Ghost of Edward Teller Haunts United Nations Nuclear Parley
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Are there no Edward Tellers left among nuclear policy wonks? As world diplomats gathered in Turtle Bay this week to review the Nuclear Non-Proliferation Treaty, I was thinking about two men whom I met in the early 1980s and who represent the opposite ends of American thinking on all things atomic: Father George Zabelka and Edward Teller.
At the United Nations, President Obama’s America is claiming leadership in the race toward a nuclear-free world. Along with our newest partner — Russia — we’re working on agreements that would create nuclear-free zones around the world, especially in the Middle East. This was Zabelka’s dream, borne out of guilt he had developed over his involvement in the nuclear bombing of Japan.
As all are shuddering at the thought of nuclear Iran, no one in Washington, let alone here at the United Nations, any longer advocates the show of force that guided Mr. Teller, the scientist who had inspired President Reagan (and also title character of in the movie Dr. Strangelove).
Teller’s doctrine would lead to a different path: Rather than getting Iran to agree to disarm because, see, we are complying with all our NPT obligations, let’s threaten the mullahs with using our own nuclear weapons to stop them from getting theirs.
But let’s go back to the philosophies of these two men.
Thirty years ago I spent a day of vigorous walking with the already aging Zabelka, who died a decade later, in 1992. He was marching along with a group of young Catholic friends across the “green line” that had once separated Israel and Jordan. That day trip was but one leg in a yearlong pilgrimage to rid the world of nuclear weapons. They had started at Washington State and were scheduled, by Christmas, to get to the city where Jesus was born, Bethlehem.
The group was of the idealistic, clueless variety — glossy eyed young men and women speaking endlessly about how great a world without nukes could be. Zabelka, however, was much more interesting, even though he spewed the same anti-nukes rhetoric as the rest: America and Israel should get rid of their atomic wares, he told me, because such weapons were immoral.
What was interesting, however, was how Zabelka had arrived at that position. As he had acknowledged, he was a man with a cross to bear. In his youth he had served as the Catholic Chaplain of the Tinian Island-based 509th Composite Group — the United States Army air force team that ended the war by dropping the atomic bombs.
Zabelka told me that in 1945 he had no clue that the “gimmick bomb,” as the secretive new weapon was known on the island, would end up ushering-in the nuclear age. “We didn’t know,” he said over and over again, raising his voice as if trying mostly to convince himself. “You just don’t understand: none of us knew what it was.”
Earlier in the war, airmen like the devoutly Catholic George Sweeney, would come to confession, telling Zabelka of their moral suffering: they were able to see from their cockpits the pleading eyes of Japanese children, just before dropping a bomb on their village. Zabelka, the patriotic priest, would tell Sweeney and the other pilots that they were doing the right thing by God. Winning America’s war was paramount. Sweeney was the pilot who was then picked to pilot the Bockscar, the plane that dropped the bomb on Nagasaki.
Later, realizing the historical role he had played in providing moral comfort for the men who dropped the Big One, Zabelka’s life had changed. He eventually became a devout pacifist, organizing non-violent marches throughout the world to end the presence of nuclear weapons anywhere.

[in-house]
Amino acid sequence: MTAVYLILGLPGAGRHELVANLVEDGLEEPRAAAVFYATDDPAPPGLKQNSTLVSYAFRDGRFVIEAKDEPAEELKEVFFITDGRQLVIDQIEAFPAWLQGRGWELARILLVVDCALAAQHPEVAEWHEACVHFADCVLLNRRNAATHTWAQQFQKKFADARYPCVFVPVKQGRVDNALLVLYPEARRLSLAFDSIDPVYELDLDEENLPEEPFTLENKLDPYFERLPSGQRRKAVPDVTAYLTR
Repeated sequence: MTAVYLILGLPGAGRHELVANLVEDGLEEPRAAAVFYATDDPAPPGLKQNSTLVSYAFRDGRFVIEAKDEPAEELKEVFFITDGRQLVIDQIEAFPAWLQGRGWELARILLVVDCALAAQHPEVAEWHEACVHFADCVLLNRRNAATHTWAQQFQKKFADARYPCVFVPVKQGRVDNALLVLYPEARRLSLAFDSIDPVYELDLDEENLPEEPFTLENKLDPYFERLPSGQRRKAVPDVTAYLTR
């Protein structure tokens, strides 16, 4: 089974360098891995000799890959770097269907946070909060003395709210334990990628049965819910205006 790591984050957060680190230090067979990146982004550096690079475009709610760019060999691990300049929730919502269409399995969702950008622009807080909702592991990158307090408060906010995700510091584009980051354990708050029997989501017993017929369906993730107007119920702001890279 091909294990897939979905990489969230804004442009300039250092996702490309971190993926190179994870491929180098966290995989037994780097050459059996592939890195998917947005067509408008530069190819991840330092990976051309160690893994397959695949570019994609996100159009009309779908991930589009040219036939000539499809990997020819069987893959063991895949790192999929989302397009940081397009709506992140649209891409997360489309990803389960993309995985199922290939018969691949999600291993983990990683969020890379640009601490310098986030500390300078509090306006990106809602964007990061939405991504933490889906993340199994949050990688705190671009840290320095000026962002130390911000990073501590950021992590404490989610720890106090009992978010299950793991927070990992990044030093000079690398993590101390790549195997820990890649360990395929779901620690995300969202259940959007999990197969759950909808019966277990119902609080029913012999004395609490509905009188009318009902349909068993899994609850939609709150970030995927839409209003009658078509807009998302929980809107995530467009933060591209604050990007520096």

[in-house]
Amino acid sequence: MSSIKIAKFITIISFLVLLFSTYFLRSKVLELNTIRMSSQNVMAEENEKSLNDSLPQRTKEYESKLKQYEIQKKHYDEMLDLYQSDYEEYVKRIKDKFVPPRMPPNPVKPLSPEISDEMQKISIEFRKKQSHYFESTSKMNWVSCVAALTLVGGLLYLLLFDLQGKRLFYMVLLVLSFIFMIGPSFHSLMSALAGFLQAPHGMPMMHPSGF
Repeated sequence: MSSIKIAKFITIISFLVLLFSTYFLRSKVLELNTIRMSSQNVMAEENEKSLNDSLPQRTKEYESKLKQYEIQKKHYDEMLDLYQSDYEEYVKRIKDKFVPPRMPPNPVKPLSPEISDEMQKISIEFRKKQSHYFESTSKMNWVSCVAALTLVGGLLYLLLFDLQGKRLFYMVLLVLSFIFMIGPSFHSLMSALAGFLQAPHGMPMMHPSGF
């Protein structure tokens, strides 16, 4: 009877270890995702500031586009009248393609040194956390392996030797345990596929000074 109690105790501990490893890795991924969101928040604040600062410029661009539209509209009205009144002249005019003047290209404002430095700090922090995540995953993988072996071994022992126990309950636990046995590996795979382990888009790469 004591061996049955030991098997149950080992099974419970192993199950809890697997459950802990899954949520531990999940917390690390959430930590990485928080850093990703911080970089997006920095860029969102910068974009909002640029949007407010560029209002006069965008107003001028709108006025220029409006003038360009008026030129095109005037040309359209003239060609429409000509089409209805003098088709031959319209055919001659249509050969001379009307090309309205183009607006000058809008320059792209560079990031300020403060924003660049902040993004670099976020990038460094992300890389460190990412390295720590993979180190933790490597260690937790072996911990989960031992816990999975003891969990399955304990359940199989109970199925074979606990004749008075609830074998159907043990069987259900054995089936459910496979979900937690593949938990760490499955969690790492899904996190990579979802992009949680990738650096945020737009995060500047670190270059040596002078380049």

When I met Edward Teller at a Tel Aviv hotel lobby in the 1980s, the man with the famed bushy eyebrows was unapologetic about America’s nuclear powers. Teller, who died in 2003, spoke with me for a few hours, mostly about the moral difference between free societies and the totalitarian regimes that ruled Soviet satellites like Hungary, the country of his birth, and why America should prevail over them.
Nicknamed “the father of the hydrogen bomb,” Teller was one of the only scientists of the Manhattan Project who remained an atomic hawk his whole life. He kept promoting one nuclear project after another. He inspired Reagan’s missile defense vision, which was derided at the time as “Star Wars” but which, as President Gorbachev later acknowledged, was probably the last nail in the Soviet coffin.
Treaties like the NPT had little use for Teller. He became friend with a Tel Aviv-based scientist, Yuval Neeman, who was ridiculed by the left as Israel’s Dr. Strangelove. In the 1960s, Teller reportedly helped Israel to advance its nuclear capabilities, as well as its “nuclear ambiguity” policy. He advised his fellow Jews to never sign the NPT or any other treaty they had no plan to abide by.
Now that President Obama declares that the NPT is the “cornerstone” of America’s nuclear policy, we’re left with a dilemma that Zabelka never considered, but which had kept Teller awake at night: treaties are only as good as the countries adhering to them.
The NPT calls on the “haves” – the five established nuclear powers – to gradually reduce their stockpiles. Mr. Obama eagerly shows how America and Russia are doing just that. It also calls on the have-nots to refrain from obtaining weapons, and law-abiding countries will indeed do their part. But the cheaters, countries like Iraq, Syria and now Iran, secretly developed nuclear programs. Iran and others now contemplate North Korea’s trail-blazing example: leaving the NPT once they had obtained the bomb.
Without the Teller-advocated deterrence, more cheaters will get nuclear bombs even as the Zabelkas march to rid the world of an immoral and awful instrument of war.